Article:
Murals as Storytellers
Fradella, Laura, School Arts
In times before most people could read or write, pictures were used to tell stories and to teach people. Visual storytelling is most often seen in the form of drawing, painting, collage, printmaking, quilts, stained-glass windows, and murals. The concept of visual storytelling can be traced as far back as 20,000 years ago when cave dwellers communicated ideas by painting images on cave walls.
Stories on Walls
The after-school art club had a mission to tell a chronological story of historical events. Before the project began, students needed to research fundamental background information about murals. I presented a slide chronology of cave painters; Egyptian tomb paintings; Greek murals/the Mexican mural artist, Diego Rivera; and works by Thomas Hart Benton and contemporary muralist Judith Baca.
Integrating the Curriculum
A major goal of the project was to create a mural that would make deliberate connections between the visual arts and other disciplines. By integrating, math students learned proportion, scale, and measurement through enlarging, reducing, and rearranging. Language arts connected their interpretations of ideas orally and through reflective writing exercises. Students used historical inquiry when researching how people and events from the past influence later generations. Experimenting with color theories became another interesting challenge integrating art and science.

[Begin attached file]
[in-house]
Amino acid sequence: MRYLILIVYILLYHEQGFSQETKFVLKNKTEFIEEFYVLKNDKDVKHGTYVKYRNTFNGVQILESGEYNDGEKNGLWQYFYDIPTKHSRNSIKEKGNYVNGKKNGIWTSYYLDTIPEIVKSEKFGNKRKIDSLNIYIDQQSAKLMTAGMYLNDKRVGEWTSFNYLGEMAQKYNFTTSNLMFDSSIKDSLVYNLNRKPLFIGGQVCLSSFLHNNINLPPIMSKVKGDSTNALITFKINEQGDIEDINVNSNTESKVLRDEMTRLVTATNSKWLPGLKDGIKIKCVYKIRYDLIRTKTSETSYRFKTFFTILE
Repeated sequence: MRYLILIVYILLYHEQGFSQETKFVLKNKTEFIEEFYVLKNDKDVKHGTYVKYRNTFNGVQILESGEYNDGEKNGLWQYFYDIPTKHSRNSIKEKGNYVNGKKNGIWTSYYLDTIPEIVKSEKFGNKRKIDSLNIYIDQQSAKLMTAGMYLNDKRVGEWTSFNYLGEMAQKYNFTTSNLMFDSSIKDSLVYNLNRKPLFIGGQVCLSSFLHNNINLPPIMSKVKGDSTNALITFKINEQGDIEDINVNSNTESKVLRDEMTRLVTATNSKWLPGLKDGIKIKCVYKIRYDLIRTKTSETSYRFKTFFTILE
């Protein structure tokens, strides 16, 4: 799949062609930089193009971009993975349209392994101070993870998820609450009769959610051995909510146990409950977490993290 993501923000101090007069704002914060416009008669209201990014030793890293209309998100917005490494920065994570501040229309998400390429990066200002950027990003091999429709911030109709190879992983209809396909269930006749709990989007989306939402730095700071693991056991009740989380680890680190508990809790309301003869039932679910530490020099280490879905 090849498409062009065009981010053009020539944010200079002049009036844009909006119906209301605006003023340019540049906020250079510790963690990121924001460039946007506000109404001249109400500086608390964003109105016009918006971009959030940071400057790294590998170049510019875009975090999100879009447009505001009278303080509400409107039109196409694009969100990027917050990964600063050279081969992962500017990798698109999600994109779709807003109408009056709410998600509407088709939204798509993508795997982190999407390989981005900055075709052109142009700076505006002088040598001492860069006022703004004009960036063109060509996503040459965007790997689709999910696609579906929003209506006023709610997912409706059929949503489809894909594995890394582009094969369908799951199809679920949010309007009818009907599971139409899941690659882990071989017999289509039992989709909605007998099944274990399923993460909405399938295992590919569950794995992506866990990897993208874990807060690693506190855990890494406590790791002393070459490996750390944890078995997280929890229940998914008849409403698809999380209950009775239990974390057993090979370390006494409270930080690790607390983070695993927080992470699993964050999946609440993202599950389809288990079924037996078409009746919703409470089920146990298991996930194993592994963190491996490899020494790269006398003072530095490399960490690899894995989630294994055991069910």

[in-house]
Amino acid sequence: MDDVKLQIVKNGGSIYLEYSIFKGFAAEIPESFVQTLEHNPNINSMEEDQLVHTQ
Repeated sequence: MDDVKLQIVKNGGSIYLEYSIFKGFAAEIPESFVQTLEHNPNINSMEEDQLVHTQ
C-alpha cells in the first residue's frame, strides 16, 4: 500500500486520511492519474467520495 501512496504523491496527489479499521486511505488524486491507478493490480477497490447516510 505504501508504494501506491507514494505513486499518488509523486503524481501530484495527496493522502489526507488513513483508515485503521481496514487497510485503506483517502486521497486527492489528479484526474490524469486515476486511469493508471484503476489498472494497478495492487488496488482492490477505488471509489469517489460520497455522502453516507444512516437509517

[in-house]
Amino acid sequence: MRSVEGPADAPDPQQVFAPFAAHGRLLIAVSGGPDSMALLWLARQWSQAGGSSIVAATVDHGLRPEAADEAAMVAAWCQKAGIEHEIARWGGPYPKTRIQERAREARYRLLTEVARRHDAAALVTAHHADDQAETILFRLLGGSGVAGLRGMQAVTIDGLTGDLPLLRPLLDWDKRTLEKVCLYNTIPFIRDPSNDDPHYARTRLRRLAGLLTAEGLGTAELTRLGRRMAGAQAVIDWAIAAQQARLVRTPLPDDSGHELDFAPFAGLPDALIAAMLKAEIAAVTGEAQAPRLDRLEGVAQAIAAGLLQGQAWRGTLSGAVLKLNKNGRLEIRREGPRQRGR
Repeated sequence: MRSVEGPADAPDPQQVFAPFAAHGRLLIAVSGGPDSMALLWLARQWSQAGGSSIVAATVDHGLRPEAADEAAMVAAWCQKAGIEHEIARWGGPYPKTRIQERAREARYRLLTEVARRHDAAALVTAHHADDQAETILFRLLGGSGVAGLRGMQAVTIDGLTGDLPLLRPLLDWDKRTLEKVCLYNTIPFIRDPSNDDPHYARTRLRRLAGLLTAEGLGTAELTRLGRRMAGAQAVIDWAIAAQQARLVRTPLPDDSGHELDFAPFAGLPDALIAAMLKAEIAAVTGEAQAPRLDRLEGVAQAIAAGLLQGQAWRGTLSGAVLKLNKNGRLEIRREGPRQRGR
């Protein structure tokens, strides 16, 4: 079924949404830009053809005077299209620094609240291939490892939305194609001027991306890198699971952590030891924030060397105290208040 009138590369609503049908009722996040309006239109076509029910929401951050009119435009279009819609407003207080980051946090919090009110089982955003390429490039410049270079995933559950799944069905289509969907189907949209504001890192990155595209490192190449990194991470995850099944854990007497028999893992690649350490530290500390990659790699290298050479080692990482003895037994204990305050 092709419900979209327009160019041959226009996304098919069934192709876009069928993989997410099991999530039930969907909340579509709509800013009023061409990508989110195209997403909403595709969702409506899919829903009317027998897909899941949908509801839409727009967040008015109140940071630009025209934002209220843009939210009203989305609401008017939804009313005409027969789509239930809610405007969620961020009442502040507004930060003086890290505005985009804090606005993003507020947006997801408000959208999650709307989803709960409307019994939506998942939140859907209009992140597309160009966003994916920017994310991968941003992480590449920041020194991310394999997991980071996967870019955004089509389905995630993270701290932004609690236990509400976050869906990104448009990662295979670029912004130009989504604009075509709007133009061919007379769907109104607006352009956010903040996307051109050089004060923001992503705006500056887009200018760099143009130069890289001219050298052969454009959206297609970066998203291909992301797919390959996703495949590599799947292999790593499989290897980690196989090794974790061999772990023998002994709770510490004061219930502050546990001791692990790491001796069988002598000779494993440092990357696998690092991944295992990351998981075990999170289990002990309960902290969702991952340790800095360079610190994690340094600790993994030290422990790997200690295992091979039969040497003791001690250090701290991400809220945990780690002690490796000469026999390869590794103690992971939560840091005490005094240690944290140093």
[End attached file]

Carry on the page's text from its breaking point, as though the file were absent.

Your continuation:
Students become leaders and educate their peers in art, language arts, mathematics, and social studies skills.
In art, students learned how to use negative and positive shapes effectively and how to define shapes within the mural. Students increased their knowledge of the art elements and how to organize them through the principles of unity, balance, and composition.
Researching the Mural
Since American history became the school-wide theme, it was decided that our murals would portray chronological events in history from the colonial period through and including the Civil War era. Each floor of the school would depict a different era in history. Colonialism would be illustrated on the first floor, American Revolutionary scenes would fill the second floor, and the third floor would depict scenes from the Civil War era. Fifteen students in an after-school art program collaborated by brainstorming ideas of images that would later be used in their research, written work, and artwork. These students researched events of colonial life up to, and including, the Civil War by using textbooks, biographical accounts, and educational websites to gather information for the visual storytelling mural. …